Choose which one is appropriate for your kiddos, or give them a choice. They are different enough so that you can do several: one to introduce your lesson, another to reinforce it.
You could also do one in class and tuck another in their backpacks for homework.
The packet includes:
* A Life Cycle of the Butterfly Wheel, which comes in full color so you can explain the science, then use as an independent center. There’s also one in black and white, so that students can make their own.
There are several options to choose from depending on the age and ability of your students.
* For a center, there’s a Life Cycle of the Butterfly, “puzzle pie”; as well as…
* A Life Cycle of the Butterfly worksheet -poster, with 4 options, plus 2 completed teacher samples you can use to explain what you want your students to do, or leave in your center, so students can self-check their work.
Completed projects make a sweet bulletin board. I’ve included a poster for the center of your display.
* I’ve also included two life cycle “Itty Bitty” booklets, which students trace, write, color, cut & collate; plus …
* A butterfly shaped life cycle worksheet, with 3 options.
* 8 photograph-posters of real butterflies in the various stages of their life cycle, make a nice bulletin board as well. Use them to explain the butterfly’s life cycle.
* There are 3 different sets of sequencing cards for the butterfly’s life cycle.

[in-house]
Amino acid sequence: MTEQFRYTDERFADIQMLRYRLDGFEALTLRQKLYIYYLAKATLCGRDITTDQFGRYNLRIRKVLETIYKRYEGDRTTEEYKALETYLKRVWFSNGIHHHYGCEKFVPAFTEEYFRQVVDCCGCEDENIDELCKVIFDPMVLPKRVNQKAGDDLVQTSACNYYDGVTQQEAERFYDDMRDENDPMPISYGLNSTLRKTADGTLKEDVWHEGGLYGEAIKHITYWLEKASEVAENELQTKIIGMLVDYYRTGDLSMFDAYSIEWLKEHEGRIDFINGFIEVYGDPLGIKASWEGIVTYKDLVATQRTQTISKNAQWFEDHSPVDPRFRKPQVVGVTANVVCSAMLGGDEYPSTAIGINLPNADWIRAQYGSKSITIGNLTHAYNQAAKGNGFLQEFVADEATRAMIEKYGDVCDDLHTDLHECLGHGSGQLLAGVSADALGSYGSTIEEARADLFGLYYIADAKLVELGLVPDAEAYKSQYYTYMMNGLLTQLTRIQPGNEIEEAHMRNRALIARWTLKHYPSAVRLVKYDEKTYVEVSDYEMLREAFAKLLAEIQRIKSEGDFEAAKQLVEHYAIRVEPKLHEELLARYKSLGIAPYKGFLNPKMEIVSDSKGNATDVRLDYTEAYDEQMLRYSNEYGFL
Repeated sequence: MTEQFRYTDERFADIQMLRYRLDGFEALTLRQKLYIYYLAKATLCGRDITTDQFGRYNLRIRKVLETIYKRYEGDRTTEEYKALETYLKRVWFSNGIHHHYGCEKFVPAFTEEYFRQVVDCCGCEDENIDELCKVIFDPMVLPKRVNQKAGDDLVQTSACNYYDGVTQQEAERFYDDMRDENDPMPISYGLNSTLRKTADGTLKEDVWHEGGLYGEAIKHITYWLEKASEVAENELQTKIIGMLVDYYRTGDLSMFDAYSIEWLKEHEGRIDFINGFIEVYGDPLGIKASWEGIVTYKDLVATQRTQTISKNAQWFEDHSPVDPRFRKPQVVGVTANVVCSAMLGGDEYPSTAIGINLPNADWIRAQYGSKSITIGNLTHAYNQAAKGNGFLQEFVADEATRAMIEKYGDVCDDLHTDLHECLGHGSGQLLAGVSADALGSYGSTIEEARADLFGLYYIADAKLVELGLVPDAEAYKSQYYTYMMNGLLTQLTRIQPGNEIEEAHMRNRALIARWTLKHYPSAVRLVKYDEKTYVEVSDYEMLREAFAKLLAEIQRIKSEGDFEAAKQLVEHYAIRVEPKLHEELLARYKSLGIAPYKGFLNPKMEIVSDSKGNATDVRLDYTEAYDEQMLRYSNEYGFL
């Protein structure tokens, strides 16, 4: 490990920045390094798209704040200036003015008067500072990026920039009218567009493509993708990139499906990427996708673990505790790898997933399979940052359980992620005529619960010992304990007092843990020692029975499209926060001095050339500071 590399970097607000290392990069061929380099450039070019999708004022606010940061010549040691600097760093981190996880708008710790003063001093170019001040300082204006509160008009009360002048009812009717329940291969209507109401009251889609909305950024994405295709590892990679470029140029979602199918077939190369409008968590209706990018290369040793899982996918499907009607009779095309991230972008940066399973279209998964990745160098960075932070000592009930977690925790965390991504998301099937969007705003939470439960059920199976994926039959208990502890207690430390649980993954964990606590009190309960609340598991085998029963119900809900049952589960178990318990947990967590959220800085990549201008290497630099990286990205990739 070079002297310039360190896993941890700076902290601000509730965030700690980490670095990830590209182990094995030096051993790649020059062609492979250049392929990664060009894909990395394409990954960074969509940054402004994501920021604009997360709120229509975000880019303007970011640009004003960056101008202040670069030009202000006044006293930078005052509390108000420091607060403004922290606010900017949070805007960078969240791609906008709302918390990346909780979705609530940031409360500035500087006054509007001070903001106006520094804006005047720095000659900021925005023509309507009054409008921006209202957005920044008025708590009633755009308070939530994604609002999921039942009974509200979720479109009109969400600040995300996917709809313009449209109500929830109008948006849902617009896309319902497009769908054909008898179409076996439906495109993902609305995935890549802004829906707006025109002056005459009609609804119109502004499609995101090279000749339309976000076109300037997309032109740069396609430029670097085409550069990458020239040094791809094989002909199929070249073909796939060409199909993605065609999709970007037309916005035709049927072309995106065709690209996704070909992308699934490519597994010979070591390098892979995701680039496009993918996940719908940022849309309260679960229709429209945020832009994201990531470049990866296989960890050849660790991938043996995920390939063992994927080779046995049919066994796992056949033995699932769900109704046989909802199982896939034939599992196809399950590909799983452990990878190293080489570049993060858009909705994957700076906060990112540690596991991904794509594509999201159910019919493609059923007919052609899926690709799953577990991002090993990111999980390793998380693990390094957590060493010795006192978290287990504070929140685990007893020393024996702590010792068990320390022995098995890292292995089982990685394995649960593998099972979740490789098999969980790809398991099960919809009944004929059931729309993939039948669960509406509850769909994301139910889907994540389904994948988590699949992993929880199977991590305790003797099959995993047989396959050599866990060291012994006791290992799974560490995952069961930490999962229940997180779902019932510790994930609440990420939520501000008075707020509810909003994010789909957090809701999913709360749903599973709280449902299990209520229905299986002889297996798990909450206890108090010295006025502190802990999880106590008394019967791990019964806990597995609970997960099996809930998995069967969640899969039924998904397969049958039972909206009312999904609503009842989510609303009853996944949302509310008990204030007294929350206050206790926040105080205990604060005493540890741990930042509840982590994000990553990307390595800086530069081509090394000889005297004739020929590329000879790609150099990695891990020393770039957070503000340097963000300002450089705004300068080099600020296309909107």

They come in color as well as black & white.
Use them for sequencing, centers and a variety of games, which are explained in the packet. There's a . . .
* Set of ten, 2-on-a-page, life cycle posters. Use them for a bulletin board, center, or flashcards. Make an extra set, cut them in half and make puzzles, plus a
* Set of 9, pocket chart vocabulary cards; and ...
* A life cycle of the butterfly bookmark, which students can keep in their writing journal, or they can use to help explain what they learned; and finally...
* A mini certificate of praise.
I had a request for just the butterfly life cycle wheel, so I made a separate packet, featuring two; one with more realistic graphics, which has 10 "pie slices", as well as a simpler, 6-piece wheel, similar to the one in the larger packet, with more cutesy graphics for younger kiddos.
To reinforce the lesson, I've also included a worksheet for students to explain the various stages, which will practice ordinal numbers, transitions, and sequencing factual information.
Click on the link to take a closer look at these: Life Cycle Of A Butterfly Story Wheels.
Finally, because my kiddos absolutely love Eric Carle's story, "The Very Hungry Caterpillar", I designed a life cycle of the butterfly caterpillar craft.
For one of the caterpillars, students trace and write the words and then color, cut and glue the realistic graphics to the appropriate "body segments".
An easier version, includes cute clip art right on the circles, skipping the "cut & glue" steps.
I've included a full-color "teacher's version" of this caterpillar, so that you can quickly and easily make a sample to share. There are 4 head options as well.
Wiggle eyes, a tiny white pom pom for the egg, plus a pipe cleaner folded into a V, then taped to the back of the caterpillar's head as antennae, all add that 3D bit of pizzazz.
Folding the wings of an extra butterfly up, then gluing just the thorax to the bottom butterfly, also adds the finishing touch "Wow! factor". Completed projects make a wonderful spring bulletin board.